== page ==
Lance Armstrong was once one of the most famous and decorated athletes in the world, with seven Tour De France victories under his belt. All of this came crashing down in 2013, when he finally admitted to the doping allegations that had plagued him for years. Director Stephen Frears takes us behind the scenes of the man, the myth and the cheat.
Just over 18 months have passed since Alex Gibney’s documentary about the incredible life and lies of Lance Armstrong – The Armstrong Lie – was released, and although he seems to be well able to laugh at himself – he tweeted an image of the Cards Against Humanity ‘Lance Armstrong’s Missing Testicle’ card in 2014 – he has largely faded from public consciousness. We have moved on to the next big thing. Kim Kardashian is pregnant again, donchano!? Why Stephen Frears’ film is necessary is unclear, but it is a clever and well-constructed piece of cinema nonetheless.
Ben Foster does a remarkable job as the manipulative, ambitious and ultimately dangerous Lance Armstrong. Not only does he look remarkably like the real man, he has got his mannerisms down pat, and makes Armstrong charming, with a layer of danger underneath the surface. Chris O’Dowd obviously has fun playing the tenacious and suspicious David Walsh and Jesse Plemons brings some sympathy to the film as Floyd Landis, a cyclist who was swept up in Armstrong’s wake. The rest of the cast includes Lee Pace, Elaine Cassidy, Laura Donnelly and Dustin Hoffman in a small role.
John Hodge’s screenplay is based on David Walsh’s book ‘The Race to Truth: Blowing the whistle on Lance Armstrong and cycling’s doping culture’, but although there is more focus given to Walsh’s investigation of Armstrong than there has perhaps been in other films, there is really nothing in The Program that we didn’t already know. The science is made accessible and Armstrong is shown to be as menacing as he was rumoured to be but those who have followed Armstrong’s case will not learn any new information.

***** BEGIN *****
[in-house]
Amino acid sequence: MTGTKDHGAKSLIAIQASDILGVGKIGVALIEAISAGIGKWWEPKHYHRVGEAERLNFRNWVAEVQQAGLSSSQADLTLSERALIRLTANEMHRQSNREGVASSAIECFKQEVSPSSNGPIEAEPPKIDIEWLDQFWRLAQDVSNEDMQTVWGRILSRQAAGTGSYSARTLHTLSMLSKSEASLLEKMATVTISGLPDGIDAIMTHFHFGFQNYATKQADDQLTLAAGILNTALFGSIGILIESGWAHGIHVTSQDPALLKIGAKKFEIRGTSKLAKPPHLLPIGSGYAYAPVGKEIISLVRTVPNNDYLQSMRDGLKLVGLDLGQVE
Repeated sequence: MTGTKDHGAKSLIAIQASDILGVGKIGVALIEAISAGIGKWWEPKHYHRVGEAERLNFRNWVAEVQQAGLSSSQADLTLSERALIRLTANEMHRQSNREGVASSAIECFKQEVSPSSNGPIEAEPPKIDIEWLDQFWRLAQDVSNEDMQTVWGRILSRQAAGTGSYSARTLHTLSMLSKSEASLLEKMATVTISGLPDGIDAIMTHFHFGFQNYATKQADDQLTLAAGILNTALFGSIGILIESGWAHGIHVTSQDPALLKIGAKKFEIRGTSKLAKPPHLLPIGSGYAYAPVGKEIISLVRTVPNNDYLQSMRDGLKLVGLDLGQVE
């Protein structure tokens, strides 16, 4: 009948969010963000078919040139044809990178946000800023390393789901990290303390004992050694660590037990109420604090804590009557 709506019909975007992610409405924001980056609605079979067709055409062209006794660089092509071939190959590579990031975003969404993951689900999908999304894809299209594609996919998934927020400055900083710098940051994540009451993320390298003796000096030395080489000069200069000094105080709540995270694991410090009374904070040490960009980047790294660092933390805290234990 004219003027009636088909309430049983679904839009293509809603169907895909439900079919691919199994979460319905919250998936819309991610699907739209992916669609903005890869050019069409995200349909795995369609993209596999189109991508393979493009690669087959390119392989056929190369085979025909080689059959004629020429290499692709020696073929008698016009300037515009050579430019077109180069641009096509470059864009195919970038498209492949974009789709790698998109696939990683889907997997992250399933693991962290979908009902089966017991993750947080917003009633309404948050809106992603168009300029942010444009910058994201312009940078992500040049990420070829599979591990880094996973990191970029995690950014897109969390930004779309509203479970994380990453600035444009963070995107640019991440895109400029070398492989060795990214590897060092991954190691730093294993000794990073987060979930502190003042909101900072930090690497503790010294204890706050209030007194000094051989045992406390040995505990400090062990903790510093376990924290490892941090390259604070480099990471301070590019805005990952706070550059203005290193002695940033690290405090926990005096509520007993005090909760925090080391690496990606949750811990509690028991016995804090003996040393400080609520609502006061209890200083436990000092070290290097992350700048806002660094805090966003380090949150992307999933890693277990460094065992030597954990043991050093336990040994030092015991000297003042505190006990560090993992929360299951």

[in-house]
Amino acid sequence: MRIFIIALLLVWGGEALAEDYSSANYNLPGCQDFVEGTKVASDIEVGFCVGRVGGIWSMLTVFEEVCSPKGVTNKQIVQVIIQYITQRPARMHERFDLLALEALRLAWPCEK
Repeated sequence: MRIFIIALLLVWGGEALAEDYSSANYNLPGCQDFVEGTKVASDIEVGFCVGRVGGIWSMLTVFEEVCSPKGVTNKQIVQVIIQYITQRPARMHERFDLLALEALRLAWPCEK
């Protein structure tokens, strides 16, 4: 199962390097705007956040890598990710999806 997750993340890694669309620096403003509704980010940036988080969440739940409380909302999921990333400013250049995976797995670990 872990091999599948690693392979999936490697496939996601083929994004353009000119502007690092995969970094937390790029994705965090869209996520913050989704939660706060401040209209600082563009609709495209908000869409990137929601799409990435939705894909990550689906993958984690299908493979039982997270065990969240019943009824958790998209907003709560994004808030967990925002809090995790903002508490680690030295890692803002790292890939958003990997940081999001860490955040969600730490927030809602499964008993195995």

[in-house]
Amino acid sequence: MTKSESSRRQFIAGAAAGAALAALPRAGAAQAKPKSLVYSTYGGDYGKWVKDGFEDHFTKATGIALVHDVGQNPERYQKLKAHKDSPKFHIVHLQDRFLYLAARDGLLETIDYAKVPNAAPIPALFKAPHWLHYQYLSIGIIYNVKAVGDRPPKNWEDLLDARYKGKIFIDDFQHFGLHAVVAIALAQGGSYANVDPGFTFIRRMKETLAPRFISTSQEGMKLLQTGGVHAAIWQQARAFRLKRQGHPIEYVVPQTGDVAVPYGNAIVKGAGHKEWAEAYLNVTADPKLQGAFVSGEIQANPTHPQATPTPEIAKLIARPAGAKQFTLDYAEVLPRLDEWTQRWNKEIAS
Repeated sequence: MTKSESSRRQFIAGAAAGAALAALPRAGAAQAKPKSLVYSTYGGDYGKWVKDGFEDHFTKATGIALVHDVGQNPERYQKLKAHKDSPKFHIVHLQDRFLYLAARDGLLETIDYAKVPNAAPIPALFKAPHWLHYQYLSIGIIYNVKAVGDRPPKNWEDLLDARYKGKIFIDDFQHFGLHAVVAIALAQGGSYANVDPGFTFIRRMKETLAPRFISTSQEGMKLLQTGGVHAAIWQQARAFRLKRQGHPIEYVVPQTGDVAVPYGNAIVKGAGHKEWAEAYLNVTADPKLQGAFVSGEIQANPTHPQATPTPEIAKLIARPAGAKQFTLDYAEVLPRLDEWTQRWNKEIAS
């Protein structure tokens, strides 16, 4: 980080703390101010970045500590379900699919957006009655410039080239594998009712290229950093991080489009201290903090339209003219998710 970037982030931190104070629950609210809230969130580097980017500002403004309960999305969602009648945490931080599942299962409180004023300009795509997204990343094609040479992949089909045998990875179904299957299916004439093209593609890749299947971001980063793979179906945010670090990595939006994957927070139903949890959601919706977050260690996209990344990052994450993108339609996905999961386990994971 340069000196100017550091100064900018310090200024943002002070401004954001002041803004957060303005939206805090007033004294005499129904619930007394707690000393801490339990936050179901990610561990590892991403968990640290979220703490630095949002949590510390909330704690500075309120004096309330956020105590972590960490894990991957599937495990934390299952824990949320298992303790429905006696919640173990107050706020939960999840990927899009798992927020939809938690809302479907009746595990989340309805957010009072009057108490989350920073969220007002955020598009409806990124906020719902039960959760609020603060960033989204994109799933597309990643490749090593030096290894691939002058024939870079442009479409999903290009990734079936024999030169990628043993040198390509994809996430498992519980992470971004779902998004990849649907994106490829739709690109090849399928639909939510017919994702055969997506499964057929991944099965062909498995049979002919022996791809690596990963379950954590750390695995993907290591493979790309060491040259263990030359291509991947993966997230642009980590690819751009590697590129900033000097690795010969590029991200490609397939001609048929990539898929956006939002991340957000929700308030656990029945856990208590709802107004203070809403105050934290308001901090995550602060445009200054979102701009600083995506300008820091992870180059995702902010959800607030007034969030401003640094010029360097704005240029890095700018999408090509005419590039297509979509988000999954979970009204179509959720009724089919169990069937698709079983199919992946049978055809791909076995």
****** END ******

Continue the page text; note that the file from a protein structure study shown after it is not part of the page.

As director, Stephen Frears has created an intriguing film with a rock and roll soundtrack, underlining Armstrong’s image as a rock and roll cyclist at the height of his fame. However, songs such as ‘Everybody Knows’ by Leonard Cohen, and Radiohead’s ‘No Surprises’ sum up the central problem with the film; it is well acted, well put together and cleverly uses archive footage of Armstrong himself, but we already know this story.
In all, The Program is really nothing new. It is well acted – Foster in particular is excellent – well put together and an almost terrifying example of how a manipulative and ambitious man can make it to the top, but with the Oprah interview only three years ago, and The Armstrong Lie barely in our rearview mirror, it could be said that perhaps Frears should have allowed some time to lapse, so audiences don’t suffer Armstrong fatigue… The way we did with the constant back and forth of allegations and denials.